How Asphalt is Made

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Looking to know just what goes into that compound all over the place? Covering hundreds upon thousands of square miles across the globe, asphalt -asphalt concrete to be precise- is seemingly one of the key building blocks of human civilization, so what then are its key building blocks? That is what we are here to tell you today on the Sunrise Asphalt blog. Here is how asphalt is made.

Asphalt concrete, commonly called just asphalt in the U.S., is made up of two key components: dried crushed rock and petroleum mixtures. The fine and coarse stone aggregate is stored separately until they are then mixed with the petroleum (the actual asphalt) compounds. The materials are mixed at asphalt plants and heated to its liquid state where it is then immediately loaded into trucks or storage to be heated and utilized. There are several variations for mixing asphalt and the aggregate.

Asphalt itself, known as bitumen in most other countries, is the sticky, black, liquid (or semi-solid at most) form of petroleum. It occurs naturally and can then be refined into a more specific form called pitch.

  • Hot mix asphalt concrete is made by heating the asphalt component higher and drying stone aggregate before mixing. The mix is made at a temperature of roughly 300 °F. It must be laid, paved, and compacted at a hot temperature. Hot mix asphalt concrete (HMAC for short) is the most commonly used asphalt in high traffic areas like highways.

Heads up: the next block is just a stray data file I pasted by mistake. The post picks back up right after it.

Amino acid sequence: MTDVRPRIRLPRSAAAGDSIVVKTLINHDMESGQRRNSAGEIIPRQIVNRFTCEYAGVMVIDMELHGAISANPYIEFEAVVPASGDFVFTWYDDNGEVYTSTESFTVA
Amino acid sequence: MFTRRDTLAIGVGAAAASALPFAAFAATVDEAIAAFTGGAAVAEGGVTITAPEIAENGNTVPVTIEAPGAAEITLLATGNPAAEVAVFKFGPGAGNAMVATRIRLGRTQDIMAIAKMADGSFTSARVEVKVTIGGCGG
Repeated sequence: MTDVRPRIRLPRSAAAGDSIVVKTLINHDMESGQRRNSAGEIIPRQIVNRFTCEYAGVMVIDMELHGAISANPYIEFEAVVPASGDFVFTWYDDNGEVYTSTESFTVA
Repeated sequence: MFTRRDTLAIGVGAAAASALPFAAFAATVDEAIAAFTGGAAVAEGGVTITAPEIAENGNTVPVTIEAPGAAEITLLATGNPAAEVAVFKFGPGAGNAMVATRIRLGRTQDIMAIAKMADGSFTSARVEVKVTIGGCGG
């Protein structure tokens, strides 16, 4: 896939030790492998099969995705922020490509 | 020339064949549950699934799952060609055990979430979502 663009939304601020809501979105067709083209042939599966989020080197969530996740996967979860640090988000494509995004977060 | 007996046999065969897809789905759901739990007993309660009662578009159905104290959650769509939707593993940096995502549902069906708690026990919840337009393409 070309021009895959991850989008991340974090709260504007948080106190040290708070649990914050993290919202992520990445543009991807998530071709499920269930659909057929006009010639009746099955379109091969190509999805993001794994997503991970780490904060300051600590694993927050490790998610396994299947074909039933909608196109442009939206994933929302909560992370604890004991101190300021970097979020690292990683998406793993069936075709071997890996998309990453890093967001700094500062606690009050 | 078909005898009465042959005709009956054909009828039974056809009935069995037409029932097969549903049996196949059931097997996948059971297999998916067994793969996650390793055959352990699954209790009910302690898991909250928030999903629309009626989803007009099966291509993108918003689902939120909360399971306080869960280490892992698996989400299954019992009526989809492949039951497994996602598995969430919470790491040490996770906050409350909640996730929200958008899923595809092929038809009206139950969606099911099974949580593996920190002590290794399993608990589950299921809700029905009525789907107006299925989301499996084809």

• Warm mix asphalt concrete is made by adding waxes, emulsions, zeolites, or even water to the asphalt before it is mixed. This makes it possible for the mixture to be created at a lower temperature, in turn the laying, paving, and compacting can be done at a lower temperature. This decreases the consumption of fossil fuels in the entire process. The use of warm mix asphalt is on the rise
  • Cold mix asphalt is created when the asphalt is first emulsified with water and soap before being mixed into the aggregate. This variant of asphalt is used predominantly as a patching material or on less heavily traveled roads.

There are a few other less common mixtures including cut-back asphalt, mastic asphalt, high modulus, and more.

Asphalt has hundreds of uses past roadways and that makes the recyclable nature of asphalt a prize. Asphalt is 100% reusable and so, when the question is “how was this asphalt made,” the answer is often that it is reused. It’s tore up, reheated, and recycled. The asphalt for the neighborhood basketball court may have once been a mall’s parking lot across town. In that way, the way asphalt is made is only half the equation, the other half is the way it is recycled. On the small scale, the asphalt is separated into a few different types: blacktop cookies, reclaimed asphalt pavement, and asphalt millings and each have their own purpose, cookies for example are large chunks of hot mix asphalt that are used to patch or repair potholes.